Are you aware of all impacts of the tenant fee ban?

Alex Timperley, 03 July 2019

The Tenant Fees Act, effective as of 1st June 2019, is the government’s new regulations banning many of the lettings fees charged to tenants and capping the maximum value of a tenancy deposit in England, following similar regulations in Scotland.

The goal of the Act is that tenants will know exactly how much renting costs without the possibility of any hidden or extra fees being unfairly imposed. This, in theory, means that the fees charged represent the real value of the service provided rather than being an arbitrary amount. In this way, it is hoped that the cost of moving home is reduced, increasing mobility in the rental sector.

Charging a tenant any fee which is not directly related to the “grant, continuance, assignment, termination or renewal” of an Assured Shorthold Tenancy or licence agreement is prohibited under the Act. This includes payments to third parties for services.

  • Examples of what is banned include:
  • Referencing
  • Inventories
  • Credit checks
  • Administration charges
  • Professional cleaning
  • Gardening services

The following items are the only things which tenants can be held liable for under the new rules:

  • Rent as agreed between landlord and tenant
  • Utilities and council tax if they are not included in the tenancy agreement
  • A refundable deposit capped at five weeks’ rent for properties where the total annual rent is under £50,000, and capped at six weeks’ rent for properties where the annual rent is more than £50,000
  • “Reasonable costs” (capped at £50) resulting from changes to the tenancy agreement as requested by the tenant
  • Early termination of the tenancy as requested by the tenant
  • “Reasonable costs” incurred from defaults by the tenant such as late payment or rent or lost keys.

However, it turns out that many landlords are still unaware of the full impacts of this new legislation – specifically, that the ban applies backwards as well as forwards on all Assured Shorthold Tenancy agreements.

According to the agent Chestertons, as reported in Property Wire, many landlords mistakenly believe that extra costs in clauses of contracts drawn up before 1st June 2019 may not be binding when a tenant moves out of a property.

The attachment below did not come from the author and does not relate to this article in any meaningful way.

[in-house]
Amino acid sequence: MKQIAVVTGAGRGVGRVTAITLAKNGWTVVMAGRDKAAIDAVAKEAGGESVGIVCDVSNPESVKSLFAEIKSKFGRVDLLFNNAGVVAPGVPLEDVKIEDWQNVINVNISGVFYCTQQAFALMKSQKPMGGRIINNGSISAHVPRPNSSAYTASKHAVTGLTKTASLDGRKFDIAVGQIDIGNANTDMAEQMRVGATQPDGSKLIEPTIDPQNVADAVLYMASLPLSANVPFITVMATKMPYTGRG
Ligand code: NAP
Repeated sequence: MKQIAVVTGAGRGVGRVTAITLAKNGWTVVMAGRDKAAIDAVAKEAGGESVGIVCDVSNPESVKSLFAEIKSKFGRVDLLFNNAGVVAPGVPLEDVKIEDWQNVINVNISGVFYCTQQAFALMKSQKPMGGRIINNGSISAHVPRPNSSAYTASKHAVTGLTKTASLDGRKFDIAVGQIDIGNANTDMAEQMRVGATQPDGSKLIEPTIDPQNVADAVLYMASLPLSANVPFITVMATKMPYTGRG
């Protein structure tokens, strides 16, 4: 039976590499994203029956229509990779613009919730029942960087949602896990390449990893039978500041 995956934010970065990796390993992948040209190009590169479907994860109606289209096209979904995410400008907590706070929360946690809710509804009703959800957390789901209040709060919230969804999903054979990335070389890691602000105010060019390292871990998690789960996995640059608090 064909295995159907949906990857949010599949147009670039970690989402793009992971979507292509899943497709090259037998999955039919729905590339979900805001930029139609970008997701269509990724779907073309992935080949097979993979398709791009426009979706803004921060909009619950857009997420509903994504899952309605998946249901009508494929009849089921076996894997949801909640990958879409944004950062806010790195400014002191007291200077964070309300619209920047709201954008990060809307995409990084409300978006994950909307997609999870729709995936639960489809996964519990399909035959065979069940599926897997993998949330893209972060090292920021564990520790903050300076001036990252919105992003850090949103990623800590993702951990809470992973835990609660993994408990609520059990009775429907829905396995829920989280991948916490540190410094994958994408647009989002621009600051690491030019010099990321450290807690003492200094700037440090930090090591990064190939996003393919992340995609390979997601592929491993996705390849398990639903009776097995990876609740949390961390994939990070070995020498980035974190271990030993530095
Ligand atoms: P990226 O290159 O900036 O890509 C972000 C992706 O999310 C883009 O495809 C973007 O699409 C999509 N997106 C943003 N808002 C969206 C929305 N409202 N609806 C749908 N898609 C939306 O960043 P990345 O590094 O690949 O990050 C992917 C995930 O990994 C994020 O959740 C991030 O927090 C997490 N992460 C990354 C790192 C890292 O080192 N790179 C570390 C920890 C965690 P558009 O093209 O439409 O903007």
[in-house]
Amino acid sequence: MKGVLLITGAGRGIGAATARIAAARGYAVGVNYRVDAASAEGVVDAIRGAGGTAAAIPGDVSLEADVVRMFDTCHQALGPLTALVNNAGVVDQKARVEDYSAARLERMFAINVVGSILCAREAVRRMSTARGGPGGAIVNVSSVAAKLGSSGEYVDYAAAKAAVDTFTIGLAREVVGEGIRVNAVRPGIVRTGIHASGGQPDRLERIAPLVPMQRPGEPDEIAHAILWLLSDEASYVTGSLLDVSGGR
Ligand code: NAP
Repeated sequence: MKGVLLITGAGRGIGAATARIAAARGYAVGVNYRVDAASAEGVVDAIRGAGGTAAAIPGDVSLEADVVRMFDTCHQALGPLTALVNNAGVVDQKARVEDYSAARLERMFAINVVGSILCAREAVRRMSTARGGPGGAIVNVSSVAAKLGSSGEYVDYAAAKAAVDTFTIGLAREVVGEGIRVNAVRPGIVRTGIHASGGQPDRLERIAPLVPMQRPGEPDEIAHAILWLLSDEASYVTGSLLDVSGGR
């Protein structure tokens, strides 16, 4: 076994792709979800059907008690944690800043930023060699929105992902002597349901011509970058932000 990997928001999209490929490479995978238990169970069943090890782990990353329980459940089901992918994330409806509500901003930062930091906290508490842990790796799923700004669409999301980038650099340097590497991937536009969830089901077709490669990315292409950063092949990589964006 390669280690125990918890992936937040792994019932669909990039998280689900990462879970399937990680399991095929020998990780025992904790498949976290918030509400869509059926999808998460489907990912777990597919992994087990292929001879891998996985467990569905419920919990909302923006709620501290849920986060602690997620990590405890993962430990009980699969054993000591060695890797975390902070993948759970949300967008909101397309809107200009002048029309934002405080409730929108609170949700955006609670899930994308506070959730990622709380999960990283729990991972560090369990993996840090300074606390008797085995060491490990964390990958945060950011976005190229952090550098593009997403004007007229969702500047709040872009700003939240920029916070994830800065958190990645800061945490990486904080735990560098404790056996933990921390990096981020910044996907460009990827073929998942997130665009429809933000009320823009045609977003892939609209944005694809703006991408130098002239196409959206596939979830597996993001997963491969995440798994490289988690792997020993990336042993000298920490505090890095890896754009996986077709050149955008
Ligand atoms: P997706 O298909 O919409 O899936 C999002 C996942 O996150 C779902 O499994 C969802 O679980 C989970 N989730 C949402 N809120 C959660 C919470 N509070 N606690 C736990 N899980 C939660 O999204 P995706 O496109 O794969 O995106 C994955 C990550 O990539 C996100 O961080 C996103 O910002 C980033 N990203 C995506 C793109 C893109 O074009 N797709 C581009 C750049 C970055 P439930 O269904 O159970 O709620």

Donna Ingram-Fletcher, head of tenancy services at Chestertons, said: “Many landlords are unaware that if a tenant moves out after 31 May 2020 costs cannot be charged to the tenant, even if these were written into a tenancy agreement. Landlords could be in for a shock next June when services, such as an end of tenancy professional clean, cannot be charged to the tenant despite a clause in the contract. So, the wording of tenancy agreements is more important than ever to ensure peace of mind and prevent landlords from being caught out.”

Are you looking for your next investment? Search through our available stock of high-yielding, tenanted properties today!


Are you aware of all impacts of the tenant fee ban?

Alex Timperley, 03 July 2019

The Tenant Fees Act, effective as of 1st June 2019, is the government’s new regulations banning many of the lettings fees charged to tenants and capping the maximum value of a tenancy deposit in England, following similar regulations in Scotland.

The goal of the Act is that tenants will know exactly how much renting costs without the possibility of any hidden or extra fees being unfairly imposed. This, in theory, means that the fees charged represent the real value of the service provided rather than being an arbitrary amount. In this way, it is hoped that the cost of moving home is reduced, increasing mobility in the rental sector.

Charging a tenant any fee which is not directly related to the “grant, continuance, assignment, termination or renewal” of an Assured Shorthold Tenancy or licence agreement is prohibited under the Act. This includes payments to third parties for services.

  • Examples of what is banned include:
  • Referencing
  • Inventories
  • Credit checks
  • Administration charges
  • Professional cleaning
  • Gardening services

The following items are the only things which tenants can be held liable for under the new rules:

  • Rent as agreed between landlord and tenant
  • Utilities and council tax if they are not included in the tenancy agreement
  • A refundable deposit capped at five weeks’ rent for properties where the total annual rent is under £50,000, and capped at six weeks’ rent for properties where the annual rent is more than £50,000
  • “Reasonable costs” (capped at £50) resulting from changes to the tenancy agreement as requested by the tenant
  • Early termination of the tenancy as requested by the tenant
  • “Reasonable costs” incurred from defaults by the tenant such as late payment or rent or lost keys.

However, it turns out that many landlords are still unaware of the full impacts of this new legislation – specifically, that the ban applies backwards as well as forwards on all Assured Shorthold Tenancy agreements.

According to the agent Chestertons, as reported in Property Wire, many landlords mistakenly believe that extra costs in clauses of contracts drawn up before 1st June 2019 may not be binding when a tenant moves out of a property.

Donna Ingram-Fletcher, head of tenancy services at Chestertons, said: “Many landlords are unaware that if a tenant moves out after 31 May 2020 costs cannot be charged to the tenant, even if these were written into a tenancy agreement. Landlords could be in for a shock next June when services, such as an end of tenancy professional clean, cannot be charged to the tenant despite a clause in the contract. So, the wording of tenancy agreements is more important than ever to ensure peace of mind and prevent landlords from being caught out.”

Are you looking for your next investment? Search through our available stock of high-yielding, tenanted properties today!